Phoenix Center, Texas A&M College of Architecture partner to design new facility

By Lew K. Cohn

Managing Editor

The Highlander

More than 60 Texas A&M University College of Architecture students and faculty members will come to Marble Falls on Monday, Sept. 12, to tour a potential site for a new Phoenix Center facility and to help produce schematic architectural and site master planning concepts for the non-profit organization.

Phoenix Center Executive Director and founder Sarah Garrett said the partnership is being made possible by a $25,000 grant from the Texas A&M College of Architecture’s High-Impact Learning Vertical Interdisciplinary Studio.

“The goal is to create designs for a new Phoenix Center,” Garrett said. “We want to work with them to create an integrated facility with outside and inside spaces that will be healing spaces. There will be natural light, the sound of water and plants because we don't want to create a space that is cold or clinical. Texas A&M College of Architecture has the tools and the knowledge to make this happen.”

In addition to creating schematic designs for the Phoenix Center trauma-informed therapy and education facility and campus, the team from A&M will produce high-quality design products to assist the Phoenix Center in its capital campaign efforts and educate the next generation of architects and landscape architects.

A charter bus of faculty and students will arrive in Marble Falls at about 10 a.m. Monday, Sept. 12, to meet with the staff of the Phoenix Center. During the visit, members will tour a potential site for the future Phoenix Center facility, and visit Candlelight Ranch, the current location for Camp Phoenix, the summer camps run by Phoenix Center for children of trauma. The group will have lunch courtesy of the River City Grille and is expected to leave Marble Falls at about 4:30 p.m. that day.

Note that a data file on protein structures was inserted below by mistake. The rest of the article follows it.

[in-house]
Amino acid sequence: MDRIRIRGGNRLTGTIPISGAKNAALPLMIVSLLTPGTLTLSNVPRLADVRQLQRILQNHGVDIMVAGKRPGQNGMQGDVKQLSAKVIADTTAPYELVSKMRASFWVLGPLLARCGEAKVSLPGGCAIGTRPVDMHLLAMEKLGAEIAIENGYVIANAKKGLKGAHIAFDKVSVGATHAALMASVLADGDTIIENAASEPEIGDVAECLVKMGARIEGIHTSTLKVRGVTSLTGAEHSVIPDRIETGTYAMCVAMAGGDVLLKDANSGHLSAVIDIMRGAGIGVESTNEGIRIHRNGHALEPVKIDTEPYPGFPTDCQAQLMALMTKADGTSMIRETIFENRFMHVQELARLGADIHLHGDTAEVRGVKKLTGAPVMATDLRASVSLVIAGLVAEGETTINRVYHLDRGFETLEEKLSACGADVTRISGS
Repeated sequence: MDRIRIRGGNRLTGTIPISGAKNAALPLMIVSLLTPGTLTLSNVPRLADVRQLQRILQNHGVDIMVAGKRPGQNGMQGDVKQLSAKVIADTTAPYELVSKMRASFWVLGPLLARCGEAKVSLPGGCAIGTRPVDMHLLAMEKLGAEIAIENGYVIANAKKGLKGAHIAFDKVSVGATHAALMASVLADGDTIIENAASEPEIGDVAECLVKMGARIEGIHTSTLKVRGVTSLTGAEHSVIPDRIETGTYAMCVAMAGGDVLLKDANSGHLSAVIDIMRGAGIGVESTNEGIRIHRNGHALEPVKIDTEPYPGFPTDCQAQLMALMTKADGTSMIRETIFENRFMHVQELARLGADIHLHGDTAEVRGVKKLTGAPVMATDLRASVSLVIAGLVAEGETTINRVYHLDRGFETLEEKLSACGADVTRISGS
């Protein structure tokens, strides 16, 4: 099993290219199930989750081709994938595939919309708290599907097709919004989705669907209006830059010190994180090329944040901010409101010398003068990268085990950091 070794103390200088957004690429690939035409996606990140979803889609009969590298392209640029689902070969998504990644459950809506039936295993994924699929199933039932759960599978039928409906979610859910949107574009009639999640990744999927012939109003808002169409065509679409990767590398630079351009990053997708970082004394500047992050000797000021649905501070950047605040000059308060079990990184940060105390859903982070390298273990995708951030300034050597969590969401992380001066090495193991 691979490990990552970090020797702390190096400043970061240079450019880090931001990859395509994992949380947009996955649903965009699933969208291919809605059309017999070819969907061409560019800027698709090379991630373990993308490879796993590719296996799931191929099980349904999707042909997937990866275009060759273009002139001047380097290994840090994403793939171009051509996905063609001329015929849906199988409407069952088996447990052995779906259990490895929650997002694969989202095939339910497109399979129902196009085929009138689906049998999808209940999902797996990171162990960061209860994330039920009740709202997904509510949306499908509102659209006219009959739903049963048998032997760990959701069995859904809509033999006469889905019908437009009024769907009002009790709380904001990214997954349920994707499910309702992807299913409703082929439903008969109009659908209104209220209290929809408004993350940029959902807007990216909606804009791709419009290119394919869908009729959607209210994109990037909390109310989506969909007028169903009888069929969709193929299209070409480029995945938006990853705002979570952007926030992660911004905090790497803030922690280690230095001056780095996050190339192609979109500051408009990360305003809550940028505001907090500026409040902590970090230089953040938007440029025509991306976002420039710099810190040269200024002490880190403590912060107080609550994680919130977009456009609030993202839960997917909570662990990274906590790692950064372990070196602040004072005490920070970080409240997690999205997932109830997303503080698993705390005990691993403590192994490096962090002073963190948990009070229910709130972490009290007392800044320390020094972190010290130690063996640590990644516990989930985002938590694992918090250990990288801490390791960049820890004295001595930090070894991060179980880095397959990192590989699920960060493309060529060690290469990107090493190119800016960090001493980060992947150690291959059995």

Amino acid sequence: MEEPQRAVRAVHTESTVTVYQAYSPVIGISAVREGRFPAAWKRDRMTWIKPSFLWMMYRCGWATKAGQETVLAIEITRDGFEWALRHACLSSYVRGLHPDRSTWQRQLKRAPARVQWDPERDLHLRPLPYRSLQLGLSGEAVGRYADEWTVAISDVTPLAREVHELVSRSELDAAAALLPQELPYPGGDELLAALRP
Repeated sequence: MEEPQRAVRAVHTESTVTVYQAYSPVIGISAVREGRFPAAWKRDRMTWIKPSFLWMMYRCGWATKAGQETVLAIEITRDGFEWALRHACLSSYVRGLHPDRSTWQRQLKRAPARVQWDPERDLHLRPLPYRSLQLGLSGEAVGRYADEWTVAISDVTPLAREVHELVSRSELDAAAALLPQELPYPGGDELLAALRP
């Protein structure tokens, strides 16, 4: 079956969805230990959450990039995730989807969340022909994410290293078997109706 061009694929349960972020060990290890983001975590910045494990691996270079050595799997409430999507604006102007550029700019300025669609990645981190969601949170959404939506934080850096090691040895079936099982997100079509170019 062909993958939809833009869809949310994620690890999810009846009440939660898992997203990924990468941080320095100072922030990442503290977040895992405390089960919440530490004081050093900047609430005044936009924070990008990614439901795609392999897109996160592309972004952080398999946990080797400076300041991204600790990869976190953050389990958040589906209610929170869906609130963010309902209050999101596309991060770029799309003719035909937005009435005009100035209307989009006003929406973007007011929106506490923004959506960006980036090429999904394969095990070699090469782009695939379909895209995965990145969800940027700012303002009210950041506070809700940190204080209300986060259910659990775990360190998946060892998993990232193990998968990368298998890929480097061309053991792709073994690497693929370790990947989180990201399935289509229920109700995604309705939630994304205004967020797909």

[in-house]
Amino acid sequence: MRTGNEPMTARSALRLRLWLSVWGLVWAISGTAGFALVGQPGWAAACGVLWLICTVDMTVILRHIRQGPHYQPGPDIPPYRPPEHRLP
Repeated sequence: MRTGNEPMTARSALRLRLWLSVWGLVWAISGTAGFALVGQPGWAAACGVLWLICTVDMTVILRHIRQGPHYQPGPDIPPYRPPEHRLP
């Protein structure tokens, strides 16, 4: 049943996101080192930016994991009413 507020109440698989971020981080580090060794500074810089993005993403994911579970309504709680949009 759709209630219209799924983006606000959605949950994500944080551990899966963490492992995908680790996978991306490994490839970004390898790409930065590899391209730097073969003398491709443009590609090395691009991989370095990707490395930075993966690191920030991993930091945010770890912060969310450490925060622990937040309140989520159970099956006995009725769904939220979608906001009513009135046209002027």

After the visit, students and faculty will begin analyses and start concept development and preliminary design. At mid-term, the design will be reviewed. Master planning, landscape design, and facility design will follow. The final presentation and seminar will take place in Marble Falls during the first week of December 2016 and will be open to the public at a time and place to be announced.

In October 2015, the Phoenix Center launched a five-year capital campaign to raise funds to purchase land, build a new trauma facility, start a year-round equine therapy program, construct camp

facilities, support increased operating expenses, and grow an endowment fund. Currently, the center works out of cramped space on the second floor of Liberty Hall in Marble Falls.

Garrett said the idea of getting Texas A&M College of Architecture involved started with one of the center's donors, Jerry Strickland, who suggested the center should partner with a college's architecture department.

“We thought A&M would be best because they specialize in innovative healthcare design and they also have a world-class equine center on the campus,” Garrett said. “Jerry and I drove down to College Station and met with the dean and he was really excited because (the dean and his wife) had adopted two children who have suffered from trauma. He and his wife are very interested in innovative solutions to help children of trauma and the work we do at the Phoenix Center.”

Founded in 2007 as a 501(c)(3) non-profit organization, the mission of the Phoenix Center is to inspire hope, health, and healing by providing the highest level of mental health care to every child and family through innovative trauma-informed therapy and education. The Phoenix Center employs only highly trained professionals and provides multiple research-based therapeutic interventions all under one umbrella; something found nowhere else in Texas.

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